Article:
Your DIY RX For Sick House Syndrome

If you suffer with various nonspecific ailments such as dizziness, throat irritation, fatigue or flu-like symptoms throughout the year, you’re home or apartment building may be the problem. Keep reading for a bit of information on how to lower the effects of what we call sick house syndrome.

There are a number of reasons your home can make you ill. This includes high humidity, mold, dust mites, and radon gas that can’t escape. But there are things you can do to make your home a haven for health.


  • Invest in a vacuum with an allergen filter. The vast majority of residential vacuum cleaners only touch the surface of dirt. Consider buying a commercial vacuum with an allergy filtration system. Pick Vacuum Cleaner recommends several models including the heavy-duty Hoover WindTunnel. This and other commercial-grade vacuum cleaners offer superior suction and are typically prepackaged with more efficient brushes and longer-lasting motor. By getting more dust and debris off your carpets and fabric surfaces, you lessen the amount of particles in the air that can aggravate sensitive lungs.


  • Stop smoking. Cigarette use is an epidemic throughout much of the world and is a bad habit that harms more than just the smoker. Tobacco smoke is considered one of the most influencing factors of poor air quality, according to American Home Shield.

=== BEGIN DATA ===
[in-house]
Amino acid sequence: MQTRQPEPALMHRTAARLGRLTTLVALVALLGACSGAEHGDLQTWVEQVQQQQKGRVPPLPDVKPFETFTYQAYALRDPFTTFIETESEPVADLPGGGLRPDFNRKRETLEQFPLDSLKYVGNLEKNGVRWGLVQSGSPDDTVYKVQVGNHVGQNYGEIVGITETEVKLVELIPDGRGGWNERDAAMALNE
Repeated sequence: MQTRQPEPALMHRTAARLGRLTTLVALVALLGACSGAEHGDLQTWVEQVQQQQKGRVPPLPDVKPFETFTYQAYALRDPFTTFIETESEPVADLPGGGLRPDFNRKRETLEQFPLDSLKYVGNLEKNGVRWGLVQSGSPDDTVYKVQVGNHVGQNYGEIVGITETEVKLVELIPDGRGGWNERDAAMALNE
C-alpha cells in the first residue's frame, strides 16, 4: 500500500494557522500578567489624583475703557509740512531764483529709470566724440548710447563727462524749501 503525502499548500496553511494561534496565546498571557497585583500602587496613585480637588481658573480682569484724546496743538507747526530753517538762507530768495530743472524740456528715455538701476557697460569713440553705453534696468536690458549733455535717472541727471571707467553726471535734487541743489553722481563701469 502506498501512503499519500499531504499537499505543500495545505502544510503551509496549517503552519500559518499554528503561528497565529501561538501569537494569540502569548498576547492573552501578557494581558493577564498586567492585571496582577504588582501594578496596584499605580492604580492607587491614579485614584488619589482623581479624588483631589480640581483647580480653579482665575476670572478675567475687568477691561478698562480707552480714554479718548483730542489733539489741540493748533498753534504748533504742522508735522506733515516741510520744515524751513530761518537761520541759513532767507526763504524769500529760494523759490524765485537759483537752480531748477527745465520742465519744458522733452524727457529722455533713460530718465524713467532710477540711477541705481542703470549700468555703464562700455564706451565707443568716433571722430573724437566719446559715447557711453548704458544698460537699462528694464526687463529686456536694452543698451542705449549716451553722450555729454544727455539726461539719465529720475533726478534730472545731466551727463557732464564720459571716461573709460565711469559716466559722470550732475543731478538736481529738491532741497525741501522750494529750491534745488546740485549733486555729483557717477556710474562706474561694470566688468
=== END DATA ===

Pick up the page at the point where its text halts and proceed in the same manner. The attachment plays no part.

• Eliminate toxins. Cleaning your home isn’t always easy. We buy a plethora of cleaning products that are supposed to do everything from disinfecting to keeping surfaces bright and shiny. But synthetic cleaning products, including air fragrances, are toxic. You can eliminate or reduce skin irritation and respiratory distress by switching to natural cleaning products. Vegetable-oil-based soaps and chlorine-free products for the bath and body are best.


  • Bring the outdoors in. Even if you use natural cleaning products and eliminate dust from the air, your home can still trap pollutants, such as radon gas. One of the best ways to fight indoor pollutants is to simply add blooming potted plants to your decor. 


  • Add an air purifier. For an added layer of protection against harmful inhalants, consider adding an air purifier in each room. Keep in mind that harmful chemicals come from more than just your cleaning products and toiletries. Fabric, foam, paint, adhesives, sealants and flooring can all contain VOCs. Blueair suggests contacting product manufacturer for a copy of the material safety data sheet associated with questionable items your home.


  • Keep it clean. The most obvious way to eliminate harmful substances from your home and keep your family safe is simple upkeep with your cleaning routine. Take preemptive steps to prevent dirt and grime from entering in the first place by providing a doormat at all entrances, both on the interior and exterior. Clean up any spills immediately and vacuum and mop the floors a minimum of once each week. While you’re cleaning, open the windows to allow fresh air in and encourage pet hair, smoke and lingering food odors to vacate the premises.


You want your family to be as safe as possible at home. Children and the elderly are especially susceptible to issues caused by mold, pollen, viruses, bacteria and other biological contaminants. Be diligent in your cleaning and take steps to reduce indoor pollution and access to toxins. If you continue to have problems, consider contacting a local air quality testing company to determine what’s in the air that’s making you sick.


Photo via Pixabay by Mojpe